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Which Option to Buy?
By: Rick Thachuk   Wednesday, August 8, 2007 11:04 PM
Because option prices increase with time to expiration, you may want to confine your purchase to options that expire within three months or so.

Consider next, put options on corn expiring in March. Listed below are sample prices for March put options on corn having a strike price that range from 260 cents per bushel to 320 cents per bushel.

March Corn Put Options
Strike Open High Low Closing Range Settle Net Chge
260 2 2 1 3/4 1 3/4 1 3/4 -1/8 
270 4 1/4 4 1/4 3 3/4 4 to 4 1/4 4 1/8 Unch
280 8 8 1/4 7 1/2 7 3/4 7 3/4 -1/8
290 13 3/4 13 3/4 12 1/4 13 to 13 1/4 13 1/8 +1/8
300 20 1/4 20 1/2 19 20 20 Unch
310 n 27 1/2 27 1/2 -1/4
320 n 36 36 -1/8

Notice that the price of a put option depends upon the strike price. In general, put options having a high strike price will cost more than put options having a lower strike price. For example, the 310 put option costs $1,375 (calculated as 27.5 cts/bu x 5,000 bu) plus commission and fees, while the 270 put option only costs $206.25 (calculated as 4.125 cts/bu x 5,000 bu) plus commission and fees. Incidentally, the letter 'n' in the closing range indicates that the option did not trade that day. That is why there are no open, high or low prices. Even if an option does not trade, the exchange is able to determine a likely settlement value for the option using a mathematical formula. When determining which option to buy, choose one that you can afford. As in the above case, you may want to only pay between $400 and $700 for an option. Don't be tempted by inexpensive put options having a very low strike price. While they may be cheap, it is also likely that they will expire worthless, since the price of the underlying futures must fall below the strike price of the put option by the time the option expires for it to have value upon expiration.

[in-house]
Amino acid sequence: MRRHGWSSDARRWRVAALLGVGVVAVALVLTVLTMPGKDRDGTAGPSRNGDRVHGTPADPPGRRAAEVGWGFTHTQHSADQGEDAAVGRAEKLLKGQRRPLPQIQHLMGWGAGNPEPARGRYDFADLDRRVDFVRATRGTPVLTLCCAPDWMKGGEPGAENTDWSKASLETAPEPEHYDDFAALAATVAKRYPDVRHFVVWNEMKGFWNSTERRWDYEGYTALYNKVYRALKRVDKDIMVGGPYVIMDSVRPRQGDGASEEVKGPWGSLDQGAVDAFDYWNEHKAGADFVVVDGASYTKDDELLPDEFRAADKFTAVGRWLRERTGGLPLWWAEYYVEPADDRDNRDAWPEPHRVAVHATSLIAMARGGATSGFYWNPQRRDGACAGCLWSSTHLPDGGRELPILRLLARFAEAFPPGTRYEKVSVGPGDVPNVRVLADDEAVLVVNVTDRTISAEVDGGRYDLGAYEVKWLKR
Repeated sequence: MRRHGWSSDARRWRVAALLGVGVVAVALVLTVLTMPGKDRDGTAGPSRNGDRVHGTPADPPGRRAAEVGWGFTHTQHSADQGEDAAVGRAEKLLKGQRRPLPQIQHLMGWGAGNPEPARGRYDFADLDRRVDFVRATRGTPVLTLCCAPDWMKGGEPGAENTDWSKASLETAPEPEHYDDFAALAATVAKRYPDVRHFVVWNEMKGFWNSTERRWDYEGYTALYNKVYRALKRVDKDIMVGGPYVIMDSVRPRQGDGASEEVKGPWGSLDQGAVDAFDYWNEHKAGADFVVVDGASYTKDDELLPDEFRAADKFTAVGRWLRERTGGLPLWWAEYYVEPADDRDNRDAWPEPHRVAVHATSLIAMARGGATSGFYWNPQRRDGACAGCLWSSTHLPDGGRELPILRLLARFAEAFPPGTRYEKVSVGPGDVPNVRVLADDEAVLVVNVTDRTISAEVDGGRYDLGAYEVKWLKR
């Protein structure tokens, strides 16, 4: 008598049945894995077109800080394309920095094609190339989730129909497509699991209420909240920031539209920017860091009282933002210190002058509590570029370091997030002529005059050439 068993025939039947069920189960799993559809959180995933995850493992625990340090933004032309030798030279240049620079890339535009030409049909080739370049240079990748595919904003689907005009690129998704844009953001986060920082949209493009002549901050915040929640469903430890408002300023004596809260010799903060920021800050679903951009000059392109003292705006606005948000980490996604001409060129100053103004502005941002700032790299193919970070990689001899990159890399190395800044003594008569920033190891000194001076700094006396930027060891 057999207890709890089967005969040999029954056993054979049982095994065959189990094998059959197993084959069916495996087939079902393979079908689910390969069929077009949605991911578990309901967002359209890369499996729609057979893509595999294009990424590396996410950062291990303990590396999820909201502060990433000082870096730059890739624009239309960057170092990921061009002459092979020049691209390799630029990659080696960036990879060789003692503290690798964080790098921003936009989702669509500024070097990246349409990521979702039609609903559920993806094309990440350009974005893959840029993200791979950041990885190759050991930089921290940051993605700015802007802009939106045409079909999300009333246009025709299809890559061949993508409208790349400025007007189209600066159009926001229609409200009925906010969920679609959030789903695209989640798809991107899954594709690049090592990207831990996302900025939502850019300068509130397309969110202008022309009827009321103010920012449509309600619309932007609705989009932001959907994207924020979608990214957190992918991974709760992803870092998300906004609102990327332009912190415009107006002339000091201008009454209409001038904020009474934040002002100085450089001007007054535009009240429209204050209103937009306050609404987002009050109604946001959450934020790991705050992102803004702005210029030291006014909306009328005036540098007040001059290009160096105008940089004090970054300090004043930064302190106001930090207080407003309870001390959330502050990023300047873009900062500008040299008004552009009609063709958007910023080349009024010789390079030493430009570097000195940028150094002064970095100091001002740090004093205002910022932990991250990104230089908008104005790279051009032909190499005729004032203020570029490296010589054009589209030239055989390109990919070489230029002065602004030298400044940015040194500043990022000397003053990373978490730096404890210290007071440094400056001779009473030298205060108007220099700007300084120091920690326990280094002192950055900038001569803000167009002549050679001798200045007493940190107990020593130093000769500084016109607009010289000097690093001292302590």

Again, just like the case for call options, try to pick an option that falls within your price range and is near or at-the-money. For instance, corn futures settled at 286 cents/bushel, so the 280 and 290 put options are at-the-money. The 280 put option settled at 7 3/4 cents per bushel, giving it a price of $387.50 which falls within the price range. This, then, seems like a good choice. Also, as is the case with call options, put options that have a longer time until expiration will cost more. So, here again, you may want to confine your purchase to options that expire within three months or so. Finally, please be aware that there can be many more factors to consider when selecting a particular option to buy than those discussed above. The intention here is to keep the analysis simple. As you accumulate more knowledge and experience trading options, you may determine other criteria that, for you, are just as important in selecting an option.

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